This perception is fueled by the generally poor standard of business and financial reporting in Australia. The only way to get access to good economic or business analysis is to head offshore and visit sites like

If you only rely on Australian news content to get a view of how the Australian economy is performing then it is like driving at night without headlights. You will find out there is a pole in front of your car when you hit it.

Let’s just imagine what would happen if the Chinese economic cycle turns and the Chinese economy slows or even contracts. What impact would that have on the Australian stock market and economy?

Well firstly without a doubt, stocks in Australia would fall in a broad sell off. Over the last few days we have already seen how measures taken by the Chinese authorities to cool down their economy has sent our market (and many of the worlds markets) lower.

The Baltic Dry Index is just above 3000, oil is below $80 USD a barrel and for my money it looks like the great Chinese spending spree is already being tweaked back somewhat.

But I don’t expect the stock market to do that badly in 2010 basically because it has already suffered a major correction and is at a recession like level already. An economic slowdown in China would largely impact the real economy in Australia.

We already import more than we export and thus as a nation we are spending more than we earn. Household debt remains high and we did not really do much during the global financial crisis to position ourselves for the years ahead. Most of the Government’s spending was mismanaged and misdirected and our whole national strategy is effectively to ride China’s economic slipstream.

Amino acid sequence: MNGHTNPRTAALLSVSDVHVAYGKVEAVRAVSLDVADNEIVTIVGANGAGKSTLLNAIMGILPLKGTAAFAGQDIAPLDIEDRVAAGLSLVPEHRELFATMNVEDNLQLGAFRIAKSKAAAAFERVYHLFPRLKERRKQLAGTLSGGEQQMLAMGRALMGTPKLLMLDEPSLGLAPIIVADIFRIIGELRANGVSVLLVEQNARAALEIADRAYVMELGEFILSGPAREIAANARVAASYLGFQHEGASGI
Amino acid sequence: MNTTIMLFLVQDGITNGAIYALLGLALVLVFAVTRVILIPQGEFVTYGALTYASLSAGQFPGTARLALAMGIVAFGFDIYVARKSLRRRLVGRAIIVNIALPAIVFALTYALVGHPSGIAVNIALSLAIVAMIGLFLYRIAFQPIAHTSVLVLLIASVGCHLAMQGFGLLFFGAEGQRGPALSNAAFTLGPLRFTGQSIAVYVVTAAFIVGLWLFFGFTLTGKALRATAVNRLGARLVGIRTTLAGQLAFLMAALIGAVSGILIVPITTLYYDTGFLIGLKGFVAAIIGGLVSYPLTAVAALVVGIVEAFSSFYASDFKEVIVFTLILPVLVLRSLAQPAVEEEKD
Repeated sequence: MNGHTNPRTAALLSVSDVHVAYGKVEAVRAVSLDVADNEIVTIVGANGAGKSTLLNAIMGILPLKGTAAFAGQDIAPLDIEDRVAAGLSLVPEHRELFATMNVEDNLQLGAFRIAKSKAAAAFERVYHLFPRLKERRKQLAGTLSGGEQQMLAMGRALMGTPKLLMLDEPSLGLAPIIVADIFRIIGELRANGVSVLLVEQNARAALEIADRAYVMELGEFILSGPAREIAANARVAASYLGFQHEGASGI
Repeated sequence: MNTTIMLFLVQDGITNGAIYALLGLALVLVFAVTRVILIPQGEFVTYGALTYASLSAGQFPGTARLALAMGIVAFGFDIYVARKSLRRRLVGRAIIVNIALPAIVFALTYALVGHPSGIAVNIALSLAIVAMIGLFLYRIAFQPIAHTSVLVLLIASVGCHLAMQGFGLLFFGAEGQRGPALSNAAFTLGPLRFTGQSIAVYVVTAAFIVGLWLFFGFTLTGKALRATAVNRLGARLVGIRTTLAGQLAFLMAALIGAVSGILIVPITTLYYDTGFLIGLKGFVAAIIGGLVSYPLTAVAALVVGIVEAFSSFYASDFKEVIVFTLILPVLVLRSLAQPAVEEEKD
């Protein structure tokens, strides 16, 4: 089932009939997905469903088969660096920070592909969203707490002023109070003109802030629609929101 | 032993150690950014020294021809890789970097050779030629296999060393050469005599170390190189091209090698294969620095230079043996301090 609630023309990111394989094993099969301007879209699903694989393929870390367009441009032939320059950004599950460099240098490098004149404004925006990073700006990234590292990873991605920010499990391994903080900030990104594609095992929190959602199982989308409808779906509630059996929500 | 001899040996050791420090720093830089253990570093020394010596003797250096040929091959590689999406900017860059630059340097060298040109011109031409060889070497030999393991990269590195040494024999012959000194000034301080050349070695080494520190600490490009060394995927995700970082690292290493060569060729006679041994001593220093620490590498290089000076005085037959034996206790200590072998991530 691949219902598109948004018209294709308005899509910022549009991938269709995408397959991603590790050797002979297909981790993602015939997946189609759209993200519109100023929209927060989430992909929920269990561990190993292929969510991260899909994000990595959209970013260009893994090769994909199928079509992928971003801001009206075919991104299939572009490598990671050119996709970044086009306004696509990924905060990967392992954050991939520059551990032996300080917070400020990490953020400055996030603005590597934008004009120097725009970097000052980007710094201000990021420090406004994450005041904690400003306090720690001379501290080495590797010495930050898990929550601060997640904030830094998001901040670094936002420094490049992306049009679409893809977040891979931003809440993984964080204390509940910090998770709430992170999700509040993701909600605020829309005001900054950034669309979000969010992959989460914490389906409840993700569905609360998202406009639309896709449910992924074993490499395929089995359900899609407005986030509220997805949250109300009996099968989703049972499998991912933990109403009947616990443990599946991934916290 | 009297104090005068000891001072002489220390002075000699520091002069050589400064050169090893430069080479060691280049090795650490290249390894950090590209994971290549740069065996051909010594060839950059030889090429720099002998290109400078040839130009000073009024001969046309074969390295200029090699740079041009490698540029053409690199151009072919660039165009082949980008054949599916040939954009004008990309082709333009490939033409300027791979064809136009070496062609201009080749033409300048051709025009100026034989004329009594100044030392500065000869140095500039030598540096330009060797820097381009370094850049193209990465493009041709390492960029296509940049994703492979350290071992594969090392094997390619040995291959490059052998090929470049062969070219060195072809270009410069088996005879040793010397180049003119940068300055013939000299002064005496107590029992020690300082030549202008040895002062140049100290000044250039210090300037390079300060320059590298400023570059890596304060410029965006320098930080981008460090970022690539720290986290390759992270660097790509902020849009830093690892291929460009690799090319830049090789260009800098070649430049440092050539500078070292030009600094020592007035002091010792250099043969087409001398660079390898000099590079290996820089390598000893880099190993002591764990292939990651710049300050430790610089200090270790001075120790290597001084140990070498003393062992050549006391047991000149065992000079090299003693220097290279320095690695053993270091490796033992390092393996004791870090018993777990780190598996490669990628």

When this slipstream weakens there is no Plan B. Australia cannot fall back on it’s tech sector because we we basically don’t have one, our manufacturing export sector is relatively small and thus we have to hope consumers just keep spending to keep the economy moving along. (and to help with that we bring more of them in via immigration)

So when the Chinese economy slows it seems almost certain to me that the Australian economy will tumble. How severe a recession it is will depend on factors largely outside Australia’s control, but the economy will bounce back again (at some point)…that is how economic cycles work in advanced economies.

I am not being an alarmist by the way. I still believe that the global economy will continue to slowly recover although there will be the usual pullbacks and worrying moments over the next few years. A cooling Chinese economy can be compensated by a U.S economy which is expanding again..remember the U.S economy is still enormous and bigger than Japan’s & China combined.

Australia’s economic future is still appears bright, but I think it is prudent to appreciate that our economy may run into some tough times in the years ahead. The worst of the global financial crisis may be behind most nations, but maybe for Australia, it is yet to come?